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Generic Name: Chlorpromazine (klor-PROE-ma-zeen)

Drug Class: Phenothiazines

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Chlorpromazine is used to treat psychotic disorders such as schizophrenia, hallucinations, delusions, manic depression, and hostility. It is classified as a phenothiazine. It may also be prescribed to treat the symptoms of mania.

Chlorpromazine is also used to treat severe behavioral problems in children, from ages 1 – 12.

This information is for educational purposes only. Not every known side effect, adverse effect, or drug interaction is in this database. If you have questions about your medicines, talk to your health care provider.

It works by helping change certain chemicals in the brain, which professionals refer to as “neurotransmitters.” It is not yet well-understood why changing these neurochemicals results in symptom relief for the conditions this drug is commonly prescribed for.

How to Take It

Take this medicine exactly as directed. Chlorpromazine comes as a tablet, extended-release capsule, liquid, and rectal suppository. Chlorpromazine is normally taken two to four times a day. For nausea and vomiting, it is taken every 4-6 hours as needed or every 6-8 hours (rectally) as needed. Swallow extended-release capsules whole; do not open.

Side Effects

Side effects that may occur while taking this medicine include:

  • difficulty urinating
  • dry mouth
  • changes in skin color
  • skin rash
  • shuffling walk
  • decreased sexual ability
  • increased appetite/weight gain
  • blurred vision
  • drowsiness
  • stuffy nose
  • constipation
  • dizziness

Contact your doctor immediately if you experience:

  • involuntary movements
  • throat tightness
  • flu symptoms
  • seeing things in a brown tint
  • neck cramps
  • confusion
  • pounding heart beat
  • difficulty swallowing
  • rash or blisters
  • unusual bruising or bleeding

Warnings & Precautions

  • Before having imaging procedures such as X-rays or CT scans, tell your doctor or dentist that you are using this medication.
  • DO NOT take this medication if you are also taking astemizole, amiodarone, bretylium, cabergoline,¬† dofetilide, tramadol, metoclopramide, pergolide, quinidine, sotalol, terfenadine, or cisapride.
  • This medicine may cause drowsiness.
  • DO NOT drive, operate machinery or do anything else that could be dangerous until you know how you react to this medicine.
  • Chlorpromazine may make you more sensitive to the sun. Exposure to the sun’s rays should be limited. Also use caution when using sunlamps and tanning booths.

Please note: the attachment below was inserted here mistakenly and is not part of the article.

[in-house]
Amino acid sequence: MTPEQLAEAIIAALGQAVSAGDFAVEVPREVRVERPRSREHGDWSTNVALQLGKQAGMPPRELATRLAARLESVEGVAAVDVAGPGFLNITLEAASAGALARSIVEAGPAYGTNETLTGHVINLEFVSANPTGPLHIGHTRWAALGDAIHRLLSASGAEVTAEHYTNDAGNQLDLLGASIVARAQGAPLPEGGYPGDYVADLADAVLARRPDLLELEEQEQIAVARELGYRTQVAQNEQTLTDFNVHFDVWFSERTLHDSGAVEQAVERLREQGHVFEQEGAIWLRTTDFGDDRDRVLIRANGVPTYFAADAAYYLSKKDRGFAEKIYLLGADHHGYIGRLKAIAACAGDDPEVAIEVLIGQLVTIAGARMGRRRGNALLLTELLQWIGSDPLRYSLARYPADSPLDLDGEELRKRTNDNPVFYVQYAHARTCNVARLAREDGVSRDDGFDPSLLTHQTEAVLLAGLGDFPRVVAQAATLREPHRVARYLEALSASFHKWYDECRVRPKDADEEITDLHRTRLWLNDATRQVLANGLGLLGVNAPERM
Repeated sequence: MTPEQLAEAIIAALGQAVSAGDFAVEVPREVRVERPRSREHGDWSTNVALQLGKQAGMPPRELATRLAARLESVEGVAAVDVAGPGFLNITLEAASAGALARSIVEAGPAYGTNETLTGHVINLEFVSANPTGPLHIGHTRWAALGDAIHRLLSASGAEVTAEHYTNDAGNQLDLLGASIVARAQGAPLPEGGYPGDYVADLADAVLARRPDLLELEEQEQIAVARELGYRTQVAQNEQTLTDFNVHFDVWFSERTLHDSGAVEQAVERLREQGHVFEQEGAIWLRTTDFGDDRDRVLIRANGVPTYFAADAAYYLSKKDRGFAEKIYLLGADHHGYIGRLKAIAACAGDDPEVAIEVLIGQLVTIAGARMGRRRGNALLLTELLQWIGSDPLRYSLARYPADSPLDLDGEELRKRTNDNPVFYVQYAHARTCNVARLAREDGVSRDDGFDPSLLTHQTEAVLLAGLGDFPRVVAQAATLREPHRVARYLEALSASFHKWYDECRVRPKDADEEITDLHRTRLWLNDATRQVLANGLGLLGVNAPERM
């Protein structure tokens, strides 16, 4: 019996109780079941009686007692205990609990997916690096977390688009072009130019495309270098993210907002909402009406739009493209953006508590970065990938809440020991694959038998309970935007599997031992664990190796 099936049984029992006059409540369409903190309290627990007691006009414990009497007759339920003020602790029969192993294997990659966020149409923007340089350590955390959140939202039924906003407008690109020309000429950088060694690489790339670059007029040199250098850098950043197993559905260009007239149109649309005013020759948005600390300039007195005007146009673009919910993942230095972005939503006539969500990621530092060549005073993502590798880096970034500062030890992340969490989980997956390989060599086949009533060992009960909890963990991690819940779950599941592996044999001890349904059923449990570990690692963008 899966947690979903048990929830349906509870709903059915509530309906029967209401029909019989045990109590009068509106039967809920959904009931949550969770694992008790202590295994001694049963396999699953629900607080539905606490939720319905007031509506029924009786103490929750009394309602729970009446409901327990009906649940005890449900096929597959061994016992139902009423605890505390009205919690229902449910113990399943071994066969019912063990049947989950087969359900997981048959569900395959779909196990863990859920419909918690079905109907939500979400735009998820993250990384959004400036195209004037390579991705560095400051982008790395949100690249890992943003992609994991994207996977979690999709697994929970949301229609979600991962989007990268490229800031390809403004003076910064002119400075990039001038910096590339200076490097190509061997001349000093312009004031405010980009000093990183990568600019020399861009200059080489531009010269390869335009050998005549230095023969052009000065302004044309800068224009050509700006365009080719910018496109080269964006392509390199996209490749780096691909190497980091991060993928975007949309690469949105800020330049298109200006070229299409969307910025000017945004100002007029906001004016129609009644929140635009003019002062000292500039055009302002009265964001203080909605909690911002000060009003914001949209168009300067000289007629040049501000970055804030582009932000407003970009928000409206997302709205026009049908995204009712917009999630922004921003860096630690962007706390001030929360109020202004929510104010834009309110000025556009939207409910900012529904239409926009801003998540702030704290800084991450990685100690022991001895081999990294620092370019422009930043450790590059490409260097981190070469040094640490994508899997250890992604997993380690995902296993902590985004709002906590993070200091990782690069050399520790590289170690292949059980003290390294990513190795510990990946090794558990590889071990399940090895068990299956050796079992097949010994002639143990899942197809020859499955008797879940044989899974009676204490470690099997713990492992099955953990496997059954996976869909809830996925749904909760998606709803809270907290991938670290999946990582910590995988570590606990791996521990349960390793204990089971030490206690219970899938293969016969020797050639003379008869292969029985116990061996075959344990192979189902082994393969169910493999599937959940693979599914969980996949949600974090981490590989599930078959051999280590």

• This medicine may reduce sweating, making you more prone to heat stroke. Drink plenty of fluids.
  • For an overdose, seek medical attention immediately. For non-emergencies, contact your local or regional poison control center at 1-800-222-1222.

Drug Interactions

Inform your doctor of all the medications you may use (both prescription and nonprescription), especially if you are taking any of the following:

  • anti-depressants
  • anti-anxiety drugs
  • sparfloxacin
  • grepafloxacin
  • guanethidine
  • guanadrel
  • lithium
  • metrizamide
  • cabergoline
  • tranquilizers
  • barbiturates
  • sleeping pills
  • narcotic pain medication (e.g. codeine)
  • any other medicines that make you drowsy.

Dosage & Missed Dose

Chlorpromazine  is available in tablet form and is usually taken 2-4 times daily, depending on age, condition, and response to the medicine.

It is typically taken every 4-6 hours for controlling nausea and vomiting. It may also be taken to relieve anxiety before surgery, and is usually taken 2-3 hours before the procedure.

Take your next dose as soon as you remember. If it is time for your next dose, skip the missed dose and go back to your regular schedule. Do not double doses or take extra medicine to make up for the missed dose.


Keep this medication in the container it came in, tightly closed, and out of reach of children. Store it at room temperature and away from excess heat and moisture (preferably not in the bathroom). Throw away any medication that is outdated or no longer needed.


If you plan on becoming pregnant, discuss with your doctor the benefits and risks of using this medicine during pregnancy. It is NOT known if this medicine is excreted in breast milk. It is recommended that you DO NOT breast-feed while taking this medicine unless your doctor or pediatrician has told you to.

More Information

For more information, talk to your doctor, pharmacist, or health care provider, or you can visit this website, for additional information from the manufacturer of this drug.



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APA Reference
Psych Central. (2018). Chlorpromazine. Psych Central. Retrieved on October 26, 2020, from


Scientifically Reviewed
Last updated: 8 Oct 2018
Last reviewed: By Christine Traxler, M.D.
Published on All rights reserved.